What really sold me on the baked almond oatmeal is its flavor. The few simple ingredients give the oatmeal a clean and earthy taste, with a hint of sweetness. It’s finished with a dusting of powdered sugar, and is accompanied by seasonal fruit and a ramekin of cream. I mixed the sides in to my liking and felt satisfied after eating only half, but I wasn’t bouncing off the walls from a sugar high that some other breakfasts have been known to induce. In fact, while my to-do list that day didn’t include crushing the Roman Empire, I did have the steady energy I needed to complete my work. And that’s what I appreciate about our oatmeal:  it’s a perfect choice for when you want a breakfast that’s simple yet satisfying.

For those who also want to enjoy quality oatmeal at home, we do carry the steel cut oats in our grocery. The baked almond oatmeal recipe is printed on the packaging.

Pro Oats – a powerlifted meal

Friday, April 30th, 2010

Pro Oats is protein added oatmeal made in our wonderful city of Chicago.

Protein, in oatmeal? What about my store brand?

This is your store brand on… protein. It has lots of full size, organic dried fruit, full rolled oats, and lets not forget the kick of protein. Everyone knows we need more protein in our diet, but some of us don’t eat meat or aren’t up to having steak every night. The folks over at Pro Oats found that they had been adding protein powder to their oatmeal every morning and there wasn’t anything available in the store – so they made their own. But we’re over looking the oats and the fruit – both are organic. This isn’t wimpy little blue berries or sissy strawberries, these are buffed full size dried fruit, and not just a couple but a enough to have some in your bowl every morning.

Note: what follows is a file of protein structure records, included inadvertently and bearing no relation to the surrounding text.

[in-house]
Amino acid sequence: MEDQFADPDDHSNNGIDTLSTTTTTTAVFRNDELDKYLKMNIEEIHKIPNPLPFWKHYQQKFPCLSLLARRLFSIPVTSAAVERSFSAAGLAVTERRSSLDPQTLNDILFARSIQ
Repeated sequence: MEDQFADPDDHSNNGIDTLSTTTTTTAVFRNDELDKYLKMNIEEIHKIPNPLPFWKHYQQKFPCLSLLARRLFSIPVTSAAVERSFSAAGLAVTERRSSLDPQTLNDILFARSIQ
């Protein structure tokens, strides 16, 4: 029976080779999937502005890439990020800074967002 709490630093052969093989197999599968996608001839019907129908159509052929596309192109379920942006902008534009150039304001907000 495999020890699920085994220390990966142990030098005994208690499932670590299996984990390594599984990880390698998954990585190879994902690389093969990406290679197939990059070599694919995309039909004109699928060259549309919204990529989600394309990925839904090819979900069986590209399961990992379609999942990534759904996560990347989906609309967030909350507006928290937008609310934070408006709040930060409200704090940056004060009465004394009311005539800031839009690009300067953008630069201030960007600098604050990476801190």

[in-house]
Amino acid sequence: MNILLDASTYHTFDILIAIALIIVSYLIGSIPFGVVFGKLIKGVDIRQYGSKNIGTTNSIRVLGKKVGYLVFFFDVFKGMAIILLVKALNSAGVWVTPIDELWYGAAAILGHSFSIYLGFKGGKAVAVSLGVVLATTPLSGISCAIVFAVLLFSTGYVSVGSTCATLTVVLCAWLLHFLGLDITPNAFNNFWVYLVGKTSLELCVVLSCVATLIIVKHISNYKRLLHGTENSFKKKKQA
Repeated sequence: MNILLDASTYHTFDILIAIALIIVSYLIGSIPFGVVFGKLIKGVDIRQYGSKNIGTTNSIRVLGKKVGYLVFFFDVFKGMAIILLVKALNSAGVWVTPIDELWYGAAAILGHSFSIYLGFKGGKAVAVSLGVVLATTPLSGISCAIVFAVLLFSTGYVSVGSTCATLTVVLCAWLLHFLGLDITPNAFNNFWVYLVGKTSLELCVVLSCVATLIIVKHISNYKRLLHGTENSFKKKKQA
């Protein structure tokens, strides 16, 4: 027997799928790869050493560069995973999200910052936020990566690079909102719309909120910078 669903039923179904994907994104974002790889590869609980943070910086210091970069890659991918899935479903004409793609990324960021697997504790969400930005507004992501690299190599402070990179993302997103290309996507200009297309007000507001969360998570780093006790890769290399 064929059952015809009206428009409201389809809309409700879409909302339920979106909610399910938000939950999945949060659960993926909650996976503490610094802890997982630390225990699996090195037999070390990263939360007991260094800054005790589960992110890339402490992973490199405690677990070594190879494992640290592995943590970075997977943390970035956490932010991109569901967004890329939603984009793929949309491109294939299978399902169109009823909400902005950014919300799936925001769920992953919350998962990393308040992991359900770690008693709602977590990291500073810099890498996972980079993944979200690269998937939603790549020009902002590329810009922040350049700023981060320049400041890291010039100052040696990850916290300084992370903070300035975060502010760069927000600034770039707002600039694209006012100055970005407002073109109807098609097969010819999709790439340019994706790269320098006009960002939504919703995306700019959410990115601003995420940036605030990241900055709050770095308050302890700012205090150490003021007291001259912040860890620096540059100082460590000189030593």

So who makes it?

Local Chicago fans of oatmeal and protein. They put all they have into it, and it truly shows.

I’m unsure, I don’t do any body building…

Your in luck then, neither do we, but everyone should get more protein. We like to grab a bowl of this oatmeal before a long day at work – it keeps us full and energized for the day. Or before spin class, it gives us a little oomph to get over those big hills. Eat it every morning for that extra kick, or to try and stay on diet – the protein will help you keep full. It is the perfect start to your daily routine.

I need a bag, where can I pick one up?

Here, on our shelves. Pick up a bag of Blueberry Dance or Fuzzy Apple – both fantastic. Looking for a flavor we don’t have, or we’re low on your favorite? Let us know, we can always order it! Pick up a bag of Pro Oats and get ready for your day.

Baked Almond Oatmeal Recipe

Thursday, July 10th, 2008

baked almond oatmealBaked Almond Oatmeal

2 cups old fashion oats
½ cup steel cut oats
2 tablespoons baking powder
½ tablespoon salt
¼ cup sugar
¼ cup brown sugar
2½ cups milk
2 eggs
½ teaspoon almond extract
¼ cup sliced almonds

Preheat oven to 400.

Mix together old fashion oats, steel cut oats, baking powder, salt, sugar,
brown sugar, milk, eggs, almond extract & sliced almonds.

Portion equally into six 8 oz ramekins.
Bake until set and light brown…about 20-25 minutes.